Have you ever been frustrated when you submit a resume for a open position and never hear back? The problem might not be that you were an undesirable candidate, but instead that you did not successfully tailor your resume for the company AND the position.
Tailoring your resume for a certain job is “resume 101” and many people do it every time they submit for a new opening. However, the job market is very competitive these days and to get noticed you have to go a step further than your competition.
In almost every case, the company that you are applying to has profiles on multiple social media outlets. Below, we have outlined some examples of information you might find on a company’s profile and how to integrate that successfully into your resume or cover letter.
1. Charitable Causes
Especially around the holidays, companies will post about their efforts to help their favorite charity. If you visit an organization’s social media profile and notice a lot of activity in this area, take note of the type of involvement the company has in the charity (food drive, fundraising, volunteering) and include similar experiences you have had on your resume’s “volunteer” section.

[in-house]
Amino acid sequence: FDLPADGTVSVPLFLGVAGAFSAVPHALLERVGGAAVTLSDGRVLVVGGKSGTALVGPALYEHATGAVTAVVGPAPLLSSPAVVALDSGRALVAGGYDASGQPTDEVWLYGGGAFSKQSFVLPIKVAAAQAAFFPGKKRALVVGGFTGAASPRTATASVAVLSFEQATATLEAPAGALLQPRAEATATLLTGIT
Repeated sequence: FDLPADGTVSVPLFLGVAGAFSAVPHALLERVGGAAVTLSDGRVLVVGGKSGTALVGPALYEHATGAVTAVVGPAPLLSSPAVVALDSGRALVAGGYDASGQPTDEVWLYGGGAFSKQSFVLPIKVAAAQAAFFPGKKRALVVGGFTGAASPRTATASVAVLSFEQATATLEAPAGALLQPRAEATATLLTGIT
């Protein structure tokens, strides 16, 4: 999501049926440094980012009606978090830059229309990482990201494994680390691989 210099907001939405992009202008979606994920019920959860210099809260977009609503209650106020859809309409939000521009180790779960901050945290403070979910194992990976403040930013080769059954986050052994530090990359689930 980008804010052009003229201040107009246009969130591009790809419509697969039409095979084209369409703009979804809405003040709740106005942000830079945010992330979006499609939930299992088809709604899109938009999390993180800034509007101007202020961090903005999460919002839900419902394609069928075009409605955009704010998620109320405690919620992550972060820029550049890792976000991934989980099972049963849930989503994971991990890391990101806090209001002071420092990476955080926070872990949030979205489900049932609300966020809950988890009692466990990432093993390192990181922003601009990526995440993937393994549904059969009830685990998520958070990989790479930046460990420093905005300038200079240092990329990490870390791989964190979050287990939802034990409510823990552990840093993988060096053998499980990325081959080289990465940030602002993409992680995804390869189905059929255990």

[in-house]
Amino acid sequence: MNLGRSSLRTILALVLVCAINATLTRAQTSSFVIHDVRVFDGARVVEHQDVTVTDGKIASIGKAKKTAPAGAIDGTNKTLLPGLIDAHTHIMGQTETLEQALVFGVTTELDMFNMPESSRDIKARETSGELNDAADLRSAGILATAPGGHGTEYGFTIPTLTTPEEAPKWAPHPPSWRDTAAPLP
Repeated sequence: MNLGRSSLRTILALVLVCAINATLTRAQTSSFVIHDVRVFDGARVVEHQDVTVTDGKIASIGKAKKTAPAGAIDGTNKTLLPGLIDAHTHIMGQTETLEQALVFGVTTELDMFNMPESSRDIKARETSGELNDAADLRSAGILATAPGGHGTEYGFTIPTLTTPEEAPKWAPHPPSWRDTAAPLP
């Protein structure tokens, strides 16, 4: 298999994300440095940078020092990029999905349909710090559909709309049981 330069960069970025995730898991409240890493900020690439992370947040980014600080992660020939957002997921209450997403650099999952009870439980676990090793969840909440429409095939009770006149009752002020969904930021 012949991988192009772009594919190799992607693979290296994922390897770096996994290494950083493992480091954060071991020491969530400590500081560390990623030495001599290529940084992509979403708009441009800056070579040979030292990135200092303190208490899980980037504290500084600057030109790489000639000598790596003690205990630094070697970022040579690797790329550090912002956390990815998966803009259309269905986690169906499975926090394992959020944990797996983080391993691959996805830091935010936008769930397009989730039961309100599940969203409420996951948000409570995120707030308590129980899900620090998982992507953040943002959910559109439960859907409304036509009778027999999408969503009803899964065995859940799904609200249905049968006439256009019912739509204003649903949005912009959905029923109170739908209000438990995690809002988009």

2. Networking Events
Networking is the best way to get a job offer. Companies use social media to highlight their networking efforts, often tagging organizations that they are involved with. If you notice a networking entity that you can get involved with, do it! Make it a point to seek out the company representative at the event and introduce yourself. You can then include this networking organization on your resume.
3. Lack of Social Media Presence
If you notice that the company is not very active on their social media, then they might need an employee that would be willing to take the reigns. Brush up on your own social media skills and include your interest in your skills section. Social media is made for the masses, so you don’t have to be an expert to be effective. Make sure to be honest with your comfort level, even a beginner can make a big difference if they are consistent.
4. Articles of Interest
Many companies share articles that they think their peers and customers would be interested in. If you look back on these articles you will begin to see a pattern that shows what the company finds relevant for their industry. Use this pattern as a guide to what issues you need to brush up on for the interview and cover letter. While these topics don’t really have a place on your resume, your cover letter would greatly benefit from including them in some way.
Bottom line: Social media is a wealth of information, so make sure you use it to your advantage!